Movies From 2012 That I Saw And That I Liked

Yeah, I know, it’s totally 2013 now. I should have shared my favorite movies of 2012 with you weeks ago. But then I saw the cover of the John Travolta and Olivia Newton John Christmas album, after which I was briefly hospitalized. Now that I have my basic motor skills back, I can get to blathering! So here goes nothin’. My top 10 movies of 2012 are:

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10. Lawless

In 2012, Guy Pearce continued his criminally underappreciated run as one of the most versatile actors working, including a great, wiseass turn in the delightfully ridiculous “save the president’s daughter from space jail” tale Lockout. But it was in this Prohibition gangster flick that he truly shone. As the sadistic and vain Special Deputy Charlie Rakes, Pearce pursues the Bondurant bootlegging operation with a twisted sense of justice, his eyebrowless face and a thick central part in his hair making him look as disquieting as can be. Director John Hillcoat and screenwriter Nick Cave aimed for a similar kind of grim morality with 2005’s very good The Proposition, but Lawless takes it to thrilling new heights – instead of cops and robbers, it’s just a whole bunch of guys with blood on their hands.

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9. The Queen of Versailles

If you ever need a reminder of the chasm that separates documentary film from reality TV, take in this stark, uncompromising but ultimately sympathetic tale of Jackie and David Siegel, a billionaire couple whose time share-fueled gravy train dried up after the economic collapse of 2008 – right after they started construction on what was to be the largest, most expensive single-family home in the U.S. It’s the kind of story that seems readymade for a reality series, beaming dump trucks full of schadenfreude into our insecure brains every week. But Lauren Greenfield’s movie captures the stress, sadness and stubborn hope that’s the stuff of actual reality. The Walmart shopping binges, lingering dog turds and humiliated nannies could easily be treated like laugh-and-point moments, but when contrasted with images of David nursing his wounded pride and Jackie innocently trying to come to terms with the upper middle class life that lies ahead, it’s impossible to ignore their humanity.

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8. Django Unchained

Given how prevalent themes of revenge are in Quentin Tarantino’s stories, it was only a matter of time before he gave us his own, uniquely pulpy take on a Spaghetti Western. Django Unchained is just that – a revenge fantasy/love story/buddy action movie set in the antebellum South, where snappy dialogue and cartoonish, exploding-blood-capsule-style violence is grounded in unflinching depictions of the horrors of slavery. Jamie Foxx, Christoph Waltz and Leonardo DiCaprio are all at the peak of their powers – Foxx in the Eastwood role as the titular freed slave, natural sharpshooter and heroic husband, Waltz as a fatherly dentist-turned-bounty hunter, and DiCaprio as a monstrous Francophile plantation owner. The issue of whether slavery should be an off-limits subject for a genre picture like Django is a thorny one for sure, but to me, Tarantino has given us a reminder of the unforgivable sins our country has committed, and we can’t have too many of those. The fact that he weaves it into a dynamic, darkly funny, exceptionally entertaining midnight movie? What more would you expect from Hollywood’s own “little troublemaker”?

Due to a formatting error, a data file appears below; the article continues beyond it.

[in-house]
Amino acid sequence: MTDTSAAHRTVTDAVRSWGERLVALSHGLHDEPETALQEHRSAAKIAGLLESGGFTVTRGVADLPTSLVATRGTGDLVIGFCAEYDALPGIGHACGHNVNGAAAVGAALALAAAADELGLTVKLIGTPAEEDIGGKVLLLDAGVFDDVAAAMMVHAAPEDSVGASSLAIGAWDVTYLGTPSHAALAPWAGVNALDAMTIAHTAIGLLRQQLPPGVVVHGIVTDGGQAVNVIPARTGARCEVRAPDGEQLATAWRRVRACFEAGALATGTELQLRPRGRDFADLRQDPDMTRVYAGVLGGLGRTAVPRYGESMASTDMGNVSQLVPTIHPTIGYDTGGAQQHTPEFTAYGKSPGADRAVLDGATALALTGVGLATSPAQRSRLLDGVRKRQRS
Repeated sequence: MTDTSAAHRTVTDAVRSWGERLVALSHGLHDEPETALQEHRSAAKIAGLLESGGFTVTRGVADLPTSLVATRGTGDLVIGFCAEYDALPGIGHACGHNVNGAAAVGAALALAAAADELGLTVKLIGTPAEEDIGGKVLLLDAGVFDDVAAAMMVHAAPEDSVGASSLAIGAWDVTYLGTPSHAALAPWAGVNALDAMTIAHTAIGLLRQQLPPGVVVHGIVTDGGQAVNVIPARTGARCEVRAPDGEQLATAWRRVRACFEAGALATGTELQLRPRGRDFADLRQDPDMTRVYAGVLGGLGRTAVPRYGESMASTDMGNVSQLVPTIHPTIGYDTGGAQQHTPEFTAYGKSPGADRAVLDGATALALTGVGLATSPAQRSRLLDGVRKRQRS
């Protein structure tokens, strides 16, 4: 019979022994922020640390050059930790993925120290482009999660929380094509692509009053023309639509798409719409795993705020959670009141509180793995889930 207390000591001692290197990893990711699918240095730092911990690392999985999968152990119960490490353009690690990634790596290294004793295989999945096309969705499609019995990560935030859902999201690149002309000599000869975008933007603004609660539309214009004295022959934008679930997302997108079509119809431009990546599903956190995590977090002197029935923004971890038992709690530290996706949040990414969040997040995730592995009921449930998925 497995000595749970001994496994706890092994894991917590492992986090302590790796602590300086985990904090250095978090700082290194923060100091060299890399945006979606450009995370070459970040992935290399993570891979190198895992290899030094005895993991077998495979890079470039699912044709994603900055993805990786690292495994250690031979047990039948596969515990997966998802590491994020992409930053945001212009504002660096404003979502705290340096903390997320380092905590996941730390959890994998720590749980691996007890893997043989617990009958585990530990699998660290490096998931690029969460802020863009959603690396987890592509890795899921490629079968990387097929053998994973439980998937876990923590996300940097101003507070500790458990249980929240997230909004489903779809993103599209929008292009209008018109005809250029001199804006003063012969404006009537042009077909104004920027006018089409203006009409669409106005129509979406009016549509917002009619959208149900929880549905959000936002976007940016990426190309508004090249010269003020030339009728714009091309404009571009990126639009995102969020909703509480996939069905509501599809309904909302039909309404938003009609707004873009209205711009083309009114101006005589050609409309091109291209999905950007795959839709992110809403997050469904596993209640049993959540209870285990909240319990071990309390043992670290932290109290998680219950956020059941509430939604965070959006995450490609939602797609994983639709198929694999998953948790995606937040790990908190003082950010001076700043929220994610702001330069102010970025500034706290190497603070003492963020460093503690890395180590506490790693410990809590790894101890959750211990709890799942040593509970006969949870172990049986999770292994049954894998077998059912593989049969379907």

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7. Looper

Time travel will always be a touchstone of science fiction, because more than anything, time makes us its bitch. But in Looper, writer and director Rian Johnson attempts to depict what might actually happen if time travel was invented. Like the war on drugs, it becomes a highly illegal practice appropriated by a criminal underworld, who send people back in time to be killed by “loopers” – men who end their careers by “closing their loop,” a.k.a. killing their older selves. The first half of the movie is spent patiently building this intricate mythology, while introducing us to Joe, the brooding looper junkie played by Joseph Gordon-Levitt. But once Bruce Willis appears as Joe’s future self, Looper becomes much more than your typical sci-fi shoot-em-up. The third act moves the action from Johnson’s slums-o’-the-future to a farm house, and what happens there is a poetic exploration of the nature of evil, the consequences of our mistakes, and the immeasurable impact of the things we do right.

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6. Turn Me On, Dammit!

As heartwarming as it is frank, this Norwegian film explores the awkward lows and joyful highs of teenaged sexual awakening, through the prism of its main character Alma – played with believable angst by Helene Burgsholm. As Alma goes through the confusing process of growing up, she gains and loses friends, has innocent fantasies run aground by weirder, far more interesting realities, runs away from home, and bewilders her single mother until, eventually, their bond deepens. There’s no punishment or reward for Alma, no real danger or grand romance. Turn Me On, Dammit! is just trying to show how it feels to be a 15-year-old girl in a backwoods town, being picked on at school and getting caught calling phone sex lines at home. To see this kind of story told with such positivity is as refreshing as Scandinavian mountain air.

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5. The Hobbit: An Unexpected Journey